It's been ages since I had time to write an article so I think I'll break back in with something not-to-technical.
Photographing the little things in the SANParks is a unique challenge, mainly due to being vehicle bound. Getting up close and personal can be next to impossible, and often a telephoto is needed for that "macro" shot rather than a 1:1 macro lens (in which case it isn't really a true macro
This is one of the few times when it also pays for the photographer to be the vehicle driver. There's nothing more frustrating for an innocent non-photog driver than having the passenger behaving like a back seat driver. Trying to get the car into the perfect position to photograph a dung beetle before it scuttles off into the grass when you can't actually see it is near impossible. Not to mention the high fatality risk for the dung beetle.
Back to the lenses for another rule turned on it's head. I have a pretty horrible Sigma 70-300mm lens, which doubles up as a "macro" lens from 200mm-300mm. Horrible it may be, but it's perfect in such situations. Imagine a hot sand road in KNP with loads of little butterflies flitting about it, mercilessly teasing the carbound photographer. Instead of breaking the rules (tempting as this may be) and ending up in a lions belly, the telephoto lens allows you to rest your camera on a support on the window sill and capture the tricksy little lepidoptera's image before it realises what has happened.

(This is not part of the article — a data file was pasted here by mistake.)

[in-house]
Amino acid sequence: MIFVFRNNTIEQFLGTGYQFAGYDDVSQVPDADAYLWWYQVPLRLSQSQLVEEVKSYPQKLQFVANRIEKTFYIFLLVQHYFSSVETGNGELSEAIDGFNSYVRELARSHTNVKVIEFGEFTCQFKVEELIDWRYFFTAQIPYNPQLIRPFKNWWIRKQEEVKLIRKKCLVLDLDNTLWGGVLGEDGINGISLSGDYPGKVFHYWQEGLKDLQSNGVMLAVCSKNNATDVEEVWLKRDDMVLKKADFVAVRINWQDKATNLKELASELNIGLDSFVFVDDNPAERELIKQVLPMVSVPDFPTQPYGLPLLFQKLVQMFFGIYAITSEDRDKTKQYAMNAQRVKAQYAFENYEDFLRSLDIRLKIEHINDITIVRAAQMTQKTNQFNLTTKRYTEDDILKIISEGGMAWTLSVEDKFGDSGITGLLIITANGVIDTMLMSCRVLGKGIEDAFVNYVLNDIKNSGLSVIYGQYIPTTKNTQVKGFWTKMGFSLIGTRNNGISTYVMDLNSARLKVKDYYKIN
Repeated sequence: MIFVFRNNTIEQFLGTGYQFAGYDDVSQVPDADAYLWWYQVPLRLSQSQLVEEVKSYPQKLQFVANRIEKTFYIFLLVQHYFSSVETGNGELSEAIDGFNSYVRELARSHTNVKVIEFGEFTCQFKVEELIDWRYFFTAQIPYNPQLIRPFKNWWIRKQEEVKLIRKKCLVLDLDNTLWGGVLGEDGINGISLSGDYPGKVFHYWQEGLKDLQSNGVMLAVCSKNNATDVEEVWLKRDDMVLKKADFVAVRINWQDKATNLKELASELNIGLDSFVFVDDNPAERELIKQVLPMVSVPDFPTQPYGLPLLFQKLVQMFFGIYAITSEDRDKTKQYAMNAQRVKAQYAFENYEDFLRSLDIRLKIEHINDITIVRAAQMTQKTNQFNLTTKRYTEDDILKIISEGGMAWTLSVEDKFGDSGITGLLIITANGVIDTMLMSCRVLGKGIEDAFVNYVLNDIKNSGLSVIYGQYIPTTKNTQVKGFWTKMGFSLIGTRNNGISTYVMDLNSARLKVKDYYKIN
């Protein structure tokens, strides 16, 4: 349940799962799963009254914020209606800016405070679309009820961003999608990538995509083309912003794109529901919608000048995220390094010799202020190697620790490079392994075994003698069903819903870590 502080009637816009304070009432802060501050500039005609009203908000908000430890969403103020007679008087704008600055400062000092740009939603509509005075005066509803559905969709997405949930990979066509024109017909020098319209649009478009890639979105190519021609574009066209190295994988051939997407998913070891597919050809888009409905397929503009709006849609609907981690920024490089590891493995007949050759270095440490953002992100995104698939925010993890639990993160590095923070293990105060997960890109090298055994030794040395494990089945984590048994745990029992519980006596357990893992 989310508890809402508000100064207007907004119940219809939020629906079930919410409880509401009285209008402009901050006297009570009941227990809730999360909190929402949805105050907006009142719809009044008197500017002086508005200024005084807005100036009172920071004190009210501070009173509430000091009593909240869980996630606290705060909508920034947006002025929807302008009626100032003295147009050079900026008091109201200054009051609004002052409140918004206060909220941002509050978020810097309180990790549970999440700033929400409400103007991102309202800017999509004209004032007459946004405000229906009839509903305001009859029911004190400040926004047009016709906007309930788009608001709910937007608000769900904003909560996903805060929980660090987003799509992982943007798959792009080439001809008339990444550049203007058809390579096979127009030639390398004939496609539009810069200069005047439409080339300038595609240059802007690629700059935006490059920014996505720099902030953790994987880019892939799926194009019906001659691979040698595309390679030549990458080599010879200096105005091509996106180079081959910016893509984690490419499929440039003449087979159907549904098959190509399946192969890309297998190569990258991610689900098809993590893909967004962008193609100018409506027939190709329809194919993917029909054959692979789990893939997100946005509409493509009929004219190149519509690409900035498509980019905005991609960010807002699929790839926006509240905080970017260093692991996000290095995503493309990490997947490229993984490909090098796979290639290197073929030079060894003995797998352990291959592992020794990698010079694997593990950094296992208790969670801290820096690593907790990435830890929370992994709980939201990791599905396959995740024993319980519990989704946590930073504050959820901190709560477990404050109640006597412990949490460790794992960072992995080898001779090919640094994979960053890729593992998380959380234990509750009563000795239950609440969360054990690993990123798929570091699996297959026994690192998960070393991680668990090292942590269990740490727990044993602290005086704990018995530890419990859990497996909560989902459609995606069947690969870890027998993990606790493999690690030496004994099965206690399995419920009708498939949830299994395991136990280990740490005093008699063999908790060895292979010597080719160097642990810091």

Good support is essential for these types of shots - and I don't mean from other humans sharing your vehicle, although that is helpful too. Some people swear by beanbags, others by window tripods. I've not tried one of the beanbags with a tripod screw yet, but do find that homemade ones are very effective. If you are on a tight budget and don't have any of these luxuries, grabbing a pillow from your tent before heading out in the morning can save you much heartache and nab you a crisp shot of a tortoise eye just before it retreats back into it's shell.